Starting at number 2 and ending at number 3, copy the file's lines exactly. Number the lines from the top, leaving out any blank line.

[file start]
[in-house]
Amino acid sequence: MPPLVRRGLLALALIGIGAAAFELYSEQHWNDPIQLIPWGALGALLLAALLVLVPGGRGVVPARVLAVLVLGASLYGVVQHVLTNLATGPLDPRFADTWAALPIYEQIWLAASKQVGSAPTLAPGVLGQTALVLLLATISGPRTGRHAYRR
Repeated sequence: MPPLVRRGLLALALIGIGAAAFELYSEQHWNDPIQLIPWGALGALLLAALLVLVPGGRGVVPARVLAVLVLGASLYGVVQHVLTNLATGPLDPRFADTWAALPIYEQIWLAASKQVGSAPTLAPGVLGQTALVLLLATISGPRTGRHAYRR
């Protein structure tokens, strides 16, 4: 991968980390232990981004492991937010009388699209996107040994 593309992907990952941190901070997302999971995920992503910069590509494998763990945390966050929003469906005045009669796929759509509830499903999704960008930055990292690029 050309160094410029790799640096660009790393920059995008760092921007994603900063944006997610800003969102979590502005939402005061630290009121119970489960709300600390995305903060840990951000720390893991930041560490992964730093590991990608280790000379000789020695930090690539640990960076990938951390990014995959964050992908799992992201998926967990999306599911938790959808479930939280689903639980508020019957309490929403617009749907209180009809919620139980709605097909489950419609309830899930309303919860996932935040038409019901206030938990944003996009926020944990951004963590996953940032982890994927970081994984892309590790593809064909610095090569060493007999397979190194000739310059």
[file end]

Amino acid sequence: MPPLVRRGLLALALIGIGAAAFELYSEQHWNDPIQLIPWGALGALLLAALLVLVPGGRGVVPARVLAVLVLGASLYGVVQHVLTNLATGPLDPRFADTWAALPIYEQIWLAASKQVGSAPTLAPGVLGQTALVLLLATISGPRTGRHAYRR
Repeated sequence: MPPLVRRGLLALALIGIGAAAFELYSEQHWNDPIQLIPWGALGALLLAALLVLVPGGRGVVPARVLAVLVLGASLYGVVQHVLTNLATGPLDPRFADTWAALPIYEQIWLAASKQVGSAPTLAPGVLGQTALVLLLATISGPRTGRHAYRR